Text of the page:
The man under the spotlights on the stage of the renovated pig barn moved with an ease that belied his 78 years. The graceful movements and dramatic delivery on Aug. 10 earned legendary Quebec actor and playwright Gratien Gélinas three opening-night curtain calls as he starred in the Quebec première of the English-language version of his latest work, The Passion of Narcisse Mondoux. The setting: the aptly named Piggery Theatre in North-Hatley, Que., an anglophone community 190 km east of Montreal. The play, when first performed in French in Toronto in October, 1986— again with the playwright in the lead role—marked Gélinas’s return to the theatre after a 20-year hiatus. And in North-Hatley, the enthusiastic applause given Gélinas and his costar and wife of 15 years, actress Huguette Oligny, clearly showed that the actor had lost none of his appeal—nor his ability to succeed in either francophone or anglophone environments.
Indeed, during the English-language version’s July test run at the Chester
Theatre Festival in Nova Scotia, Narcisse Mondoux was described as a “five star hit” by the Halifax Chronicle Herald—a tribute to Gélinas’s talent for poking fun at Quebec culture without ridiculing the subject. For Gélinas, once chairman of the Canadian Film Development Corp.—which has funded
For Gélinas, appealing to Canada's two solitudes has been a constant goal of his work during his long career
such films as The Apprenticeship of Duddy Kravitz—appealing to Canada’s two solitudes has been a constant goal of his work since he left his job as an accountant during the Depression for a theatre career. Said broadcaster Patrick Watson: “You would have to go a long way to find a cultural barrier he couldn’t cross.”
Gélinas became a popular hero in his province in 1937 with the introduction of the radio character Fridolin, a humorous figure who spoke in popular Quebec patois rather than the correct French customarily used on air. “It marked an entirely new departure,” said former Canada Council chairman and longtime friend Mavor Moore. Fridolin became the basis of a musical stage revue, Les Fridolinades, which ran annually in Montreal until 1946 and introduced Gélinas’s best-known creation, Tit-Coq. An illegitimate, irreverent Quebecer, Tit-Coq became immortalized by Gélinas in over 500 performances in the late 1940s and in numerous revivals since.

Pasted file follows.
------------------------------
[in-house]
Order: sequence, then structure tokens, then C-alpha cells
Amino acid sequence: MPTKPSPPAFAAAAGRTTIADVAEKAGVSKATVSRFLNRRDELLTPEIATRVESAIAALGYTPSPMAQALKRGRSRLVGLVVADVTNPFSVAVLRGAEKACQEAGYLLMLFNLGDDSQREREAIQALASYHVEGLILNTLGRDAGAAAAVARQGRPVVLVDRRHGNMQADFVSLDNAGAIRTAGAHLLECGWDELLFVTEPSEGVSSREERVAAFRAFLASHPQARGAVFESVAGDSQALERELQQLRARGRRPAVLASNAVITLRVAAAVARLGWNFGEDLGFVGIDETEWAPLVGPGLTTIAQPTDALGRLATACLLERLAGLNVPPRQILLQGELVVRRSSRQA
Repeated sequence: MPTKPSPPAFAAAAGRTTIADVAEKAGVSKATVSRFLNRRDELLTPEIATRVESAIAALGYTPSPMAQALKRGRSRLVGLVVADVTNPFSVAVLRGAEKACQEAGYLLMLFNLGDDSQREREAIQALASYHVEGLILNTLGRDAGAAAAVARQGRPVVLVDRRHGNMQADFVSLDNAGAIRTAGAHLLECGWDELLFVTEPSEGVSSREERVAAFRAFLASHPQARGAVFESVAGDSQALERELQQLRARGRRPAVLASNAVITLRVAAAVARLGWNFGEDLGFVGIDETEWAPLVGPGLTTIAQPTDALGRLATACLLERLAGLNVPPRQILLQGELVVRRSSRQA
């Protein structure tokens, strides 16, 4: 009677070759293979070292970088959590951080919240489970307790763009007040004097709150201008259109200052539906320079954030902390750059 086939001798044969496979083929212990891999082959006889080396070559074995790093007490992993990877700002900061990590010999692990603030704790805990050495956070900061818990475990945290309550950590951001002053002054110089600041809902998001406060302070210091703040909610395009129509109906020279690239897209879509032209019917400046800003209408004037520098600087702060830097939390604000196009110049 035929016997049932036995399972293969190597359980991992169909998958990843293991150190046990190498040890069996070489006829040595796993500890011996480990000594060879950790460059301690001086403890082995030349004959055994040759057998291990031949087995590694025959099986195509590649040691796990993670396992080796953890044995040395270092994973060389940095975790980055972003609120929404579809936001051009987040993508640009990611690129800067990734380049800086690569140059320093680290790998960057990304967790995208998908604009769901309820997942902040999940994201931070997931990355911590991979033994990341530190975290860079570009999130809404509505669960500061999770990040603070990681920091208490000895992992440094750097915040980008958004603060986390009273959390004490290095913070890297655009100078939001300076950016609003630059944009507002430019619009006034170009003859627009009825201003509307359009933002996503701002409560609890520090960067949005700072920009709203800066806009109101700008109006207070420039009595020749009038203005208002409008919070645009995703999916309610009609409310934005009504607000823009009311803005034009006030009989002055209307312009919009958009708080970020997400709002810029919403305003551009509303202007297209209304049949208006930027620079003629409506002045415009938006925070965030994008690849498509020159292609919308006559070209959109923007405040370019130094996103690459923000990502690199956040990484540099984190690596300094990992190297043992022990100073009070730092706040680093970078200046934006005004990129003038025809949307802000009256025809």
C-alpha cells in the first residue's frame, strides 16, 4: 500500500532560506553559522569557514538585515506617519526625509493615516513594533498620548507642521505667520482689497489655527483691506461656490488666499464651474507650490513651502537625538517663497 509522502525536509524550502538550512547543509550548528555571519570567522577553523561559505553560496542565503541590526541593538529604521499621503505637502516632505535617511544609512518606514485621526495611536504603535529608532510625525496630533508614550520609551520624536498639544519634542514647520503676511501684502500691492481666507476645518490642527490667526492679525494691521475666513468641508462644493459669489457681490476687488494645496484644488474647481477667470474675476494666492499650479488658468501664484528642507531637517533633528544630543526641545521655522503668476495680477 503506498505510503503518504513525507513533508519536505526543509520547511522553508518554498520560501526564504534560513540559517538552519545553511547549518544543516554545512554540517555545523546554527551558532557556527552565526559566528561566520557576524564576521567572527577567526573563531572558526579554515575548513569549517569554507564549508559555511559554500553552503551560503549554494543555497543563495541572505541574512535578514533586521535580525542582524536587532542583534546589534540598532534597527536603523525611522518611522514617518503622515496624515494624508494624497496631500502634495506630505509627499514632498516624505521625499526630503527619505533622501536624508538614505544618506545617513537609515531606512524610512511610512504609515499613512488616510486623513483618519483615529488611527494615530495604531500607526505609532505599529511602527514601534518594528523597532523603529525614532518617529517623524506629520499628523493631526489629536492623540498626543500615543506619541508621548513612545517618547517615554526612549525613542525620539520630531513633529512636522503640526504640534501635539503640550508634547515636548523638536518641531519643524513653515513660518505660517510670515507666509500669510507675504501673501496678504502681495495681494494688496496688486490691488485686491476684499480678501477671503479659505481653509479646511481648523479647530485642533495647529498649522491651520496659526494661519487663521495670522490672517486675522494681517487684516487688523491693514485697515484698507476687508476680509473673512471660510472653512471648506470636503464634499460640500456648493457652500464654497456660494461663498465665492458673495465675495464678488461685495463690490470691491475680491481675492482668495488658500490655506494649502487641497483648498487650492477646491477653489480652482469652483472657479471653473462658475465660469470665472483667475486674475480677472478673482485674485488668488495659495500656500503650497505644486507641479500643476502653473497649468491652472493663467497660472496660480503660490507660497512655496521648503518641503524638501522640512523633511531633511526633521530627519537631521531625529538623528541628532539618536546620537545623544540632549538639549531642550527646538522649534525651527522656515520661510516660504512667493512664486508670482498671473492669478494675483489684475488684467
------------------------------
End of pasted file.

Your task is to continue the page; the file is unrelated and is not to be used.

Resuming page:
Throughout the 1950s, Gélinas continued to perform in both Quebec and English Canada, including the 1956 season at Ontario’s Stratford Festival. He also wrote his first dramatic play, Bousille et les justes (Bousille and the Just), which was produced in 1959, followed by Hier les enfants dansaient ( Yesterday the Children Were Dancing) in 1966, Gélinas’s last play before Narcisse Mondoux. It dealt with both sides of the separatism question and established Gélinas as one of the few federalists in the Quebec artistic community at the time. “He disappointed a lot of separatists,” recalled Moore, who translated and
codirected the English version with Gélinas, “because of his insistence that the country stay together.” Added fellow Quebec playwright Michel Tremblay: “Politically, I was against the play. But I still recognized that it was a good play.”
Still, Gélinas remained committed to Quebec and its culture. Watson, for one, remembers an incident in 1971 when he and Laurier LaPierre, his cohost on CBC TV’s controversial weekly public-affairs program, This Hour Has Seven Days, submitted a screenplay to the Canadian Film Development Corp., which Gélinas headed from 1969 to 1978. The plot, Watson said, was based on the FLQ crisis of October,
1970, and concerned a woman journalist who discovers that the provincial government has been misleading the Quebec population. But Watson recalled that when he and LaPierre met with Gélinas, “he lectured us for 20 minutes on how it was politically unacceptable to say that Quebecers could be misled by their government.” For his part, Gélinas said that
he could not remember the incident. “Maybe the dramatic development in that one was not what it should have been,” he said.
Clearly, there are few problems with Narcisse Mondoux—a comedy about a
small-town plumber who begins wooing an old love interest at her husband’s wake—which Gélinas said that he wrote with his wife in mind. “I wanted to tailor the part to her qualities,” he added. “She is a beautiful, bright person who my character con-
siders the most important person in the world.” The plot takes a twist
when, in an effort to win the widow’s
hand, Mondoux decides to run for mayor-only to discover that she will seek the office herself. Mondoux finally confronts the frightening realization that he can “admire a woman for her grey matter instead of her physical parts.”
The current run of Narcisse Mondoux is being held over into September. Gélinas and Oligny have performed the French version two nights a week, the first French-language production at The Piggery since the early 1970s. In North-Hatley, long a summer sanctuary for wealthy anglophone Montrealers, that is clearly a measure of Gélinas’s enduring popularity. “We were so honored to have them,” said Walter Massey, councillor and chairman of the Canadian Actor’s Equity Association’s Montreal advisory committee and cofounder of The Piggery, of Gélinas and his wife. “They show the rest of us what true class is.”
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